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Showing results for tags 'clause 24'.
Very speculative thread. Not so much counting chickens before they've hatched as speculating on the mechanics of their demise whilst it conjectured, but before it arrives. Some thoughts from a conversation. We assume the following: At some point between 2016 and 2020 BCBS risk-weights start to widen the difference between mortgage interest rates on interest-only buy-to-let mortgages and rates on repayment mortgages offered to owner-occupiers, i.e. BTL mortgage rates go up Over the same time scale, Clause 24 of the Finance Act 2015 is applied in its current form turning cash flows on leveraged property portfolios net negative as the rents are inadequate to cover the mortgage interest and the tax, (any ability of leveraged landlords to raise rents is assumed to be inadequate to cover the rising cash outflows). There are then two end games. Either the landlord pays the mortgage interest but starts to build up a debt to the Revenue on the income tax they owe or they pay the Revenue in full and slip into arrears with their lenders. As discussed on the Tax Relief thread (h/t pipllman for the reference), where a creditor makes a bankruptcy petition against a debtor, as assets are disposed of by the trustee, when a CGT liability arises, the CGT represents the first charge, (i.e. AFAIK the Revenue skips in front of the secured creditor and gets paid first). Considering a portfolio landlord, this means that once the Revenue make a bankruptcy petition and the landlord is declared bankrupt then as the BTL properties are sold, the Revenue are paid off and then the banks get what is left. Now, some more speculation. A leveraged landlord in denial will presumably pay the mortgage interest charges as they arise and not make adequate provision for the income tax bill, hence when the bill arrives they won't be able to pay it, i.e. the supposition is that denial leads to a debt to the Revenue. The bank know that if the Revenue can force bankruptcy before the bank can repossess, the bank will face larger losses as the CGT has to be paid first, hence the bank are highly motivated to call in the loan before the Revenue can petition for bankruptcy The Revenue will know that if the bank get to repossess before the Revenue can petition for bankruptcy, then the bank may leave nothing but an asset-less ex landlord unable to pay their CGT. The thing that is new is Clause 24. Before that, with low mortgage interest rates, you had nothing to rapidly bankrupt portfolio leveraged landlords, but now you do.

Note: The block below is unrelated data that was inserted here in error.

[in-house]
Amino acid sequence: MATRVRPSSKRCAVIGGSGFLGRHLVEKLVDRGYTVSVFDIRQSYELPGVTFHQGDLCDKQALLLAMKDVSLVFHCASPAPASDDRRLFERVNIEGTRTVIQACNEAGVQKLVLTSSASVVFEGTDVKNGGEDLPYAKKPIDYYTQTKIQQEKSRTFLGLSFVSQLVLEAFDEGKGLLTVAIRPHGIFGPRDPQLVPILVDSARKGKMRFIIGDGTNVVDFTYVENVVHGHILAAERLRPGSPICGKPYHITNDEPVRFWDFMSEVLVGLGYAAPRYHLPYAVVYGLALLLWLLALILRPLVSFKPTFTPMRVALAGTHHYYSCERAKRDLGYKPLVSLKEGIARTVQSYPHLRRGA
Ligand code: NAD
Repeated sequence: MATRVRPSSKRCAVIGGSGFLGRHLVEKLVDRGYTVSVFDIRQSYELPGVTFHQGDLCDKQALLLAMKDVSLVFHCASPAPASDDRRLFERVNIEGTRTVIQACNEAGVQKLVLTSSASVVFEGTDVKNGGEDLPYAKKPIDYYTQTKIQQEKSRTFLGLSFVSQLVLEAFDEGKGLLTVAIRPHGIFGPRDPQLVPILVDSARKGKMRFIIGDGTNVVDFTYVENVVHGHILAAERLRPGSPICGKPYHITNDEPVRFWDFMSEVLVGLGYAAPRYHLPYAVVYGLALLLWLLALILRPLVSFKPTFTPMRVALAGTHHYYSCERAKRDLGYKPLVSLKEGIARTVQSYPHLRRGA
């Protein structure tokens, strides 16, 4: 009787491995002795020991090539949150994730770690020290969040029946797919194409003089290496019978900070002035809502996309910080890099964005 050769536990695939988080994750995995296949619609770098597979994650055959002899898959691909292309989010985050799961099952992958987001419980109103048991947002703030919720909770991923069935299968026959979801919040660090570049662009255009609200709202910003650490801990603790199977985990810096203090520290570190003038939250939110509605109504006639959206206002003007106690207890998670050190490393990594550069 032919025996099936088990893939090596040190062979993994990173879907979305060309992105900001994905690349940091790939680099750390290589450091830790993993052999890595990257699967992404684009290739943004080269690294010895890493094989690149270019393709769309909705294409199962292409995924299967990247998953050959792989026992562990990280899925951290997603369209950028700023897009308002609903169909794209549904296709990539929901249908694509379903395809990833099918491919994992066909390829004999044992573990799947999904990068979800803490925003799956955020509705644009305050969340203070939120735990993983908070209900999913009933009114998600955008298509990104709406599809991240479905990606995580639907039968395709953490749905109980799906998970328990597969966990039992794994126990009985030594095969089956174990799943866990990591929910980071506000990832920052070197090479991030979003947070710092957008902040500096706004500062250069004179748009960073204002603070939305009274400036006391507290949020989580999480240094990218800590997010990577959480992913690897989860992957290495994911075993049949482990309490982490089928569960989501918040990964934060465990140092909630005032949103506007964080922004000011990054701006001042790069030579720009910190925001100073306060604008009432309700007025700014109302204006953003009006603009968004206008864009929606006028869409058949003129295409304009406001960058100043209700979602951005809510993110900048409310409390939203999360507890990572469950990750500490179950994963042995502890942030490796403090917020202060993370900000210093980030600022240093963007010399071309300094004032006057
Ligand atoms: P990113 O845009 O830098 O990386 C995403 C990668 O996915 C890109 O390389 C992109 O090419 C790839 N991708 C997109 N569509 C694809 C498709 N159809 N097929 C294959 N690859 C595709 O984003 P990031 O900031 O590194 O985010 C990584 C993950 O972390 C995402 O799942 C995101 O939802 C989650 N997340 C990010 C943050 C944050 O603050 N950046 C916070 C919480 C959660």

There are some notices of amendments to the finance bill by David Gauke For clause 24, I think they are just tidying up the language and in no way detract from the aim of the clause as previously published But, if anyone with a better understanding spots anything significant... http://www.publications.parliament.uk/pa/bills/cbill/2015-2016/0057/amend/pbc0570810a.1-7.html